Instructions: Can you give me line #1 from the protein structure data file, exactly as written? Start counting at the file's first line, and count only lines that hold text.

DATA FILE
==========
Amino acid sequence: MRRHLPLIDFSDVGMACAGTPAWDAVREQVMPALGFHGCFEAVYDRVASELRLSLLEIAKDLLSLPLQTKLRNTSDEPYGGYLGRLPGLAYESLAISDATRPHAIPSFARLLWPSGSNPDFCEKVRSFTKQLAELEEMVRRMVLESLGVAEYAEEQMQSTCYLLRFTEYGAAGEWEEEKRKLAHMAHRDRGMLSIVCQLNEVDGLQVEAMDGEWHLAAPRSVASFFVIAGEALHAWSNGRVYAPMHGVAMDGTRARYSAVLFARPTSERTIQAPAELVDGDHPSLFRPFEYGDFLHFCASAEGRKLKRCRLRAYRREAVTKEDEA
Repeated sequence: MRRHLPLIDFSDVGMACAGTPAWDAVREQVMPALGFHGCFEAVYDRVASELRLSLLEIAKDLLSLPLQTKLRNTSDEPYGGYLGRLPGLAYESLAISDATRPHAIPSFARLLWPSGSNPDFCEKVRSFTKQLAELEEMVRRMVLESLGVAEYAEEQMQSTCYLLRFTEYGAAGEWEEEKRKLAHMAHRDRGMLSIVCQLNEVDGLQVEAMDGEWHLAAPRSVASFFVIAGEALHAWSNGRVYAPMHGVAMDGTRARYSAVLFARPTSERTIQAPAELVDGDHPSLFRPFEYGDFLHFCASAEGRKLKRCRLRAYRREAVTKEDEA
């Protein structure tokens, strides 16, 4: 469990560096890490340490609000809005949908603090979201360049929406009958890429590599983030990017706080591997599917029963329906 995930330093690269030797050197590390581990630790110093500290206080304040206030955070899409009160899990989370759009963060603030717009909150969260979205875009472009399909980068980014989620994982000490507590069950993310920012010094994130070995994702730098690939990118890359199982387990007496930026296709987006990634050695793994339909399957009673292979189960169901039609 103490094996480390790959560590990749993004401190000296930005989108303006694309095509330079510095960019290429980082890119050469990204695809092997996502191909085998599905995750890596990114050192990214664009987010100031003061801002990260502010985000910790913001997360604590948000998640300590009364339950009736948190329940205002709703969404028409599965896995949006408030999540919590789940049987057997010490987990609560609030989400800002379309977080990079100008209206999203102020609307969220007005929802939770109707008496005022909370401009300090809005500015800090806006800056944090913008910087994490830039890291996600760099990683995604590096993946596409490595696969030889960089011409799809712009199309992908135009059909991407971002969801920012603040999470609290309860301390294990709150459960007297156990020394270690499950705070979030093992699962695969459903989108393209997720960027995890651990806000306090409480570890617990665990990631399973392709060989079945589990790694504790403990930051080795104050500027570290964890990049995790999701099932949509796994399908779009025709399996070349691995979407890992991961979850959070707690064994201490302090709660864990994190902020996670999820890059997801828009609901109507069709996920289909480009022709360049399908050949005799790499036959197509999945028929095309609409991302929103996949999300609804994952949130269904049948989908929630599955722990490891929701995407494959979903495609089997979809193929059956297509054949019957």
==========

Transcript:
Amino acid sequence: MRRHLPLIDFSDVGMACAGTPAWDAVREQVMPALGFHGCFEAVYDRVASELRLSLLEIAKDLLSLPLQTKLRNTSDEPYGGYLGRLPGLAYESLAISDATRPHAIPSFARLLWPSGSNPDFCEKVRSFTKQLAELEEMVRRMVLESLGVAEYAEEQMQSTCYLLRFTEYGAAGEWEEEKRKLAHMAHRDRGMLSIVCQLNEVDGLQVEAMDGEWHLAAPRSVASFFVIAGEALHAWSNGRVYAPMHGVAMDGTRARYSAVLFARPTSERTIQAPAELVDGDHPSLFRPFEYGDFLHFCASAEGRKLKRCRLRAYRREAVTKEDEA